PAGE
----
Friday, February 17, 2012

If you drive on a parkway and park on a driveway, what do you do on the state's shortest highway?

Since I was a kid, it's been on my bucket list to walk one of New Jersey's highways from end to end. I'd read Michael Aaron Rockland's accounts of hiking Route 1 and Route 22, and the idea, while a bit crazy, seemed like a good one. You can see a lot more at a walking pace than you ever could from a speeding car.

There are a lot of logistics to consider before you take on a highway walk. Where will you stay at the end of the day? Do you have someone pick you up, drive you home and then return you the next morning to the place where you left off, or do you find a motel? How much sustenance do you carry? And how do you deal with the lack of sidewalks? Traffic has gotten heavier and faster since Rockland made his treks in the late 70's, so perhaps his methods wouldn't suffice. Obviously, I need to select my walking highway very carefully.

I think I've found it: State Route 59. Lined with a sidewalk for its full length, its traffic is reasonable and I'm certain I could walk it in a single day. If I can't there's definitely something wrong: it's only 0.15 miles long.

Planned route for NJ 22.
Why in heck would the state build such a short highway? The simple answer is that it didn't mean to. Originally designated State Highway 22, the road was to stretch from the Pine Brook bridge in West Caldwell to Route 27 in Rahway. For some reason, plans never came to fruition, so we're left with a brief bit of road that passes under the Raritan Valley Line railroad bridge, as well as a classic concrete New Jersey highway bridge railing at the intersection of 59 and State Route 28 in Garwood.

If you stand next to that concrete bridge rail and look north, you stare straight at an old residential neighborhood. Maybe that was part of the issue -- the state would have had a heck of a time gaining the necessary property for the road, even with eminent domain.

Looking at the inscriptions on the end posts on the concrete bridge, you'd be forgiven for wondering if the road was intended to be a spur of or replacement for the highway we know today as US Route 22. Route 59 was, in fact, originally designated as State Route 22, even though US 22 already existed in New Jersey (however, in Union and Essex Counties, US 22 was known as State Highway 29, which doesn't intersect with current day State 29 in the Trenton/Lambertville area. Confused yet?). This and other thoroughfare perplexities necessitated highway renumberings in 1927 and again in 1953, when our little 0.15 mile of heaven was redesignated as 59. Nobody made the change on the bridge marker, though, so observant passers-by will no doubt have fun trying to figure out how much more convoluted 22 could possibly get.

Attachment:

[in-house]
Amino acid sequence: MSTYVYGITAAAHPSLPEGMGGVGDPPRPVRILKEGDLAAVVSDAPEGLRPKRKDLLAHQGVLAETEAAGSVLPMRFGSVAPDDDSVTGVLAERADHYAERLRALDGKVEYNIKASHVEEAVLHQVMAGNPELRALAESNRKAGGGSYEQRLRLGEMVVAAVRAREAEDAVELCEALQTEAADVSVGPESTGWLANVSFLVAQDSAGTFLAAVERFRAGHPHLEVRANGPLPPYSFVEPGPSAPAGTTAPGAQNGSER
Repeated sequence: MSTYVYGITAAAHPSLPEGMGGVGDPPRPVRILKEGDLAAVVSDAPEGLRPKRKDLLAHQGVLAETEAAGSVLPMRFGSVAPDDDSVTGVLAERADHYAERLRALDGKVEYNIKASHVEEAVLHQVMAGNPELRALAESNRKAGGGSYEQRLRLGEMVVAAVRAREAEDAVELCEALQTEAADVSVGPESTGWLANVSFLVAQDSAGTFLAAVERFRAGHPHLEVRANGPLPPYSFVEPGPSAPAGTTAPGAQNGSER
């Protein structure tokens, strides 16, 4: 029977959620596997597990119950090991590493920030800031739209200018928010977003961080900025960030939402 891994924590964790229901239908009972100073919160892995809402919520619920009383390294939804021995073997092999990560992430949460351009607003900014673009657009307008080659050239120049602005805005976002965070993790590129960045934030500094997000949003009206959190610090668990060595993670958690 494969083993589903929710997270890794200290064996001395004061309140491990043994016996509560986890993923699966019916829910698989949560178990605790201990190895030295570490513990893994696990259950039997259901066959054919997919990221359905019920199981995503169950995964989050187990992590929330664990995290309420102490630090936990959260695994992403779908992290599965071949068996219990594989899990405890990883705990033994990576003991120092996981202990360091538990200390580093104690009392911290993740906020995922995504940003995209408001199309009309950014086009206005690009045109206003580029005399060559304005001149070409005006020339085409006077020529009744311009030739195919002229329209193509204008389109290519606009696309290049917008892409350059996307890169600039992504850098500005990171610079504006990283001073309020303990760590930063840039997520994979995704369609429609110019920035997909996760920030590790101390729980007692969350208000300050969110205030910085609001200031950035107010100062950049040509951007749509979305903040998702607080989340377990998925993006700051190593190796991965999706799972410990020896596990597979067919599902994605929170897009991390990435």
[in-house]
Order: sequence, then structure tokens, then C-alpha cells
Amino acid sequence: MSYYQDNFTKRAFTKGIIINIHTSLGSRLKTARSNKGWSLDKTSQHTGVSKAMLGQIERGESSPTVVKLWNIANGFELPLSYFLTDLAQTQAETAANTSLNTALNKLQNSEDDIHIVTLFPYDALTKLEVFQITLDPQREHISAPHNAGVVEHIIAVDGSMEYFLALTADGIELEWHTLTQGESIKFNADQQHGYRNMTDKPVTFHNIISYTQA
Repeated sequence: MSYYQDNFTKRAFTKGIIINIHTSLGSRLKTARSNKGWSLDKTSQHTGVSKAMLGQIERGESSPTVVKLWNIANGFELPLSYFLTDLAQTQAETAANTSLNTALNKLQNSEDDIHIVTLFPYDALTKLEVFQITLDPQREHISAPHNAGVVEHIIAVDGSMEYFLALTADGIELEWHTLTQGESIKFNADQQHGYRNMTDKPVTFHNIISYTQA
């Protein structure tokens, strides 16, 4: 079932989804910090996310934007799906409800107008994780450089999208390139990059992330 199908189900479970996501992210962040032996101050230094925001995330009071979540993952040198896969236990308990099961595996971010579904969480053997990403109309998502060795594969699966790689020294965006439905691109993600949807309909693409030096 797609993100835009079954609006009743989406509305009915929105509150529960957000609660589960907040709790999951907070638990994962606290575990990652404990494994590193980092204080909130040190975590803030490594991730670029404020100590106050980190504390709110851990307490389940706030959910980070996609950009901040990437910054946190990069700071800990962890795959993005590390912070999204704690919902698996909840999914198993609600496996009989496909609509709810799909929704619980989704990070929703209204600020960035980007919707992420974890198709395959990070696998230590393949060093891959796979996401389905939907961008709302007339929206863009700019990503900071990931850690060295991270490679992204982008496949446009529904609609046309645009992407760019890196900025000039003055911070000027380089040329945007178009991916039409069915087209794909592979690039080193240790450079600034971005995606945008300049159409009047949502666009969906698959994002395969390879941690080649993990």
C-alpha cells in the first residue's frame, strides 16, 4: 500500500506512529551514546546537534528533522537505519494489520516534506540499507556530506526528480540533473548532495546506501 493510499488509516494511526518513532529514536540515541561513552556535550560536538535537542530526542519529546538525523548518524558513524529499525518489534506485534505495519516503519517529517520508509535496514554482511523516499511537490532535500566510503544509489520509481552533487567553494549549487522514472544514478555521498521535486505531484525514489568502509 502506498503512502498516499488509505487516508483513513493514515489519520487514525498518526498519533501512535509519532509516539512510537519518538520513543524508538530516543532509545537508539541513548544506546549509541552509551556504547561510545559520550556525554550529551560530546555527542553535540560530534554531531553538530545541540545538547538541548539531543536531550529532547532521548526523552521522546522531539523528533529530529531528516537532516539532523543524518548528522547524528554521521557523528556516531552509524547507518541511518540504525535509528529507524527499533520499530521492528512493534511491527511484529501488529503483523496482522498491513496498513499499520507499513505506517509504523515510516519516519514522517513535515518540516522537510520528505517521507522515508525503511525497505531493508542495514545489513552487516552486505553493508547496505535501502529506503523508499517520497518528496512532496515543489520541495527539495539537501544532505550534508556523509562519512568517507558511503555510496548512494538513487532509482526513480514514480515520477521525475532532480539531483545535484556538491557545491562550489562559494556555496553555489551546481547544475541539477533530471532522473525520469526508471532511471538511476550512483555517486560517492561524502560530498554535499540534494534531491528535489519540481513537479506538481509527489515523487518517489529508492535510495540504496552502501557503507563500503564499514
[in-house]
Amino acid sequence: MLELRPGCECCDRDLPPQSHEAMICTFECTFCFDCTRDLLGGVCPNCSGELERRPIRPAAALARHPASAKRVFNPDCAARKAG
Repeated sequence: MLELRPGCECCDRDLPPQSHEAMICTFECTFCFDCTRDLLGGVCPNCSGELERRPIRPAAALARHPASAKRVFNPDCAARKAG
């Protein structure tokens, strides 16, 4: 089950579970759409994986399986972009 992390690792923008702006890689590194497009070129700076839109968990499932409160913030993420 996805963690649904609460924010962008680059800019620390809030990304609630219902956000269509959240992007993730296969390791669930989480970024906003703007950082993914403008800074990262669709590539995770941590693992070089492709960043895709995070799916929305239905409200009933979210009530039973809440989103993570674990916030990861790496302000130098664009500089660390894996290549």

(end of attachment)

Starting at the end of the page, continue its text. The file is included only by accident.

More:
One of these days, I'll hit the road and actually walk the length of 59. I'll park at the Walgreens at the southern end, carefully cross the driveway, walk under the railroad overpass and continue past the empty lot to the right until I reach the corner. I might even cross Route 28 to check out the concrete bridge and then head to the adjacent liquor store for a celebratory beverage. I won't want to drink it there, though: it'll be another road crossing and a little more than a tenth of a mile to get back to my car. That's not nearly enough time to get my blood alcohol content down to drive legally.


  1. Great write up. I learned about this short highway via Geocaching and had to run out right away to visit it. I walked the entire length twice. Top that! ;)

  2. Thanks, Nik! Somehow I knew someone else had beaten me to it. Hope you've recovered from your trek -- it's a doozy!


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